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I fell in love with Central Michigan University before I even moved into Barnes Hall at the beginning of the year. Every bit of my heart loves it here. The people are so friendly, as they always smile at me on my walk to class. There is never a moment when I feel unsafe walking around on the campus. One of my goals before next winter is to actually go out and explore campus at night! Along with so many new experiences, in a new atmosphere I have definitely grown as a person. When I first got to Central, I wanted to major in Recreation and Event Management. After taking the introductory course I realized that was not who I was and I had a little bit of a freak out moment. People are always saying that you don’t need to know your major until the end of your sophomore year, but I wanted to know so I could get going on my classes and not have to worry about picking a major later. I was so stressed out and did not know what to do. I was constantly calling my mom and sister asking them for advice and all I kept hearing was everything was going to be okay. And they were right, it was going to be okay, I was not going to die just because I couldn’t pick a major my first semester in college.

At the end of my first semester, I was really starting to learn to relax and let things work themselves out. My dad was a big contributor in teaching me that. He never wants to see me stress, and always reassures me that he will be there to catch me if I fall, but he knows I’m going to. Even though I did quite a bit of talking with my dad, I still wanted to consider majors. I knew I wanted a major that I would be interacting with other people a lot, so I talked to my GGG Mentor, who is a Leader Advancement Scholar and a Communications major, I figured out I wanted to take some Integrative Public Relations courses. At first when I started taking them, I was still unsure if that was what I wanted to do, but mid-semester I was assigned a paper about my dream job in pubic relations and was sold. One thing that I have ALWAYS been sure about was that I wanted to work in sports, specifically professional baseball. The job I chose to research was Coordinator of Community Relations for the Kansas City Royals and I fell in love. I ended up signing my major in the middle of second semester. My dad was right, everything eventually works itself out.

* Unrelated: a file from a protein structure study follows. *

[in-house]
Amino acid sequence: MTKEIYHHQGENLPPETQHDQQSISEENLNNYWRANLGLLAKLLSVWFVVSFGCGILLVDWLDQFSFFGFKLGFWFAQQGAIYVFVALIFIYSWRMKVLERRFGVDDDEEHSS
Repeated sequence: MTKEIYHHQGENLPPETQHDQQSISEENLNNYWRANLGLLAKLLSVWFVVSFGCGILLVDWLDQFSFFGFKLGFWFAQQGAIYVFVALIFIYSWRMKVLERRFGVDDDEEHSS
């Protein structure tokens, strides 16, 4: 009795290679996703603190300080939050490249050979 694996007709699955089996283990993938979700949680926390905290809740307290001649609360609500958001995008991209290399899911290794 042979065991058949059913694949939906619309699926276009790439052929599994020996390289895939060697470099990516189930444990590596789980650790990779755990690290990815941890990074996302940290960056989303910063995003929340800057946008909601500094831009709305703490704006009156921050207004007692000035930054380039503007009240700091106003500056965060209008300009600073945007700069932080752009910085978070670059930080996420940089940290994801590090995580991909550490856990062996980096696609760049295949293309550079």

So how does this contribute to how I have grown as a leader? Not everything in life always turns out perfect. When life threw me a curve ball I got scared, but I’m in the process of learning how to ride out curb balls and trust that I will eventually make it into the glove. I’m beginning to place more trust in the environment that surrounds me and know that everything is going to be okay. I may wind up in situations where I have no clue what to do, and extra pressure will be added if others are looking up to me. As long as I stay cool, collected, and optimistic, the ride will be greatly reduced in stress. Along with that, I have also learned that I cannot sit around and do nothing because consequences will take a toll. I have learned the hard way that prioritization and time management are key elements in college. I was given an essay guideline a few weeks back and it was a research paper with a length requirement of 10 pages. Guess who stayed up until 3:30 AM last night and wrote more than half of the paper then? Yep, me. I should have scheduled time earlier in the week or toke a day off of working out so I would have more time to complete it, and earlier in the day. I would definitely advise my future self to work a little harder on making sure I have time to get stuff done before the night it is due. But the good news is at least I finished it!

I have definitely grown as a leader my first year of college by the way that in high school, I did things because I was getting some type of benefit out of it. Whether that be getting service hours, a good grade on a group project, or activities being put on a list of involvements. Now I do things because I want to do them for other people. I visit the assisted living home once a week and I am only required to stay there for an hour but I usually stay a little bit longer than that. I like talking to my adopted grandma and I know that she enjoys it when I visit her. Also, when I have time, I love volunteering at certain events Program Board puts on. I love knowing that I’m bringing entertainment and happiness into other student’s lives. None of this is required of me, I just simply enjoy it and look forward to it. I have learned to put my efforts towards passions because the value that comes out of it will be so much more valuable. I’ve also learned that when working with others, it is important to give my undivided attention to those I are serving, helping out, or working with. To get respect I have to give respect and at school I have seen so many people act in disrespectful ways that it makes me want to be that much better of a person when interacting with others. Plus, those who give respect usually end up working more efficiently with their team and have a more enjoyable time doing it because the atmosphere is way more welcoming.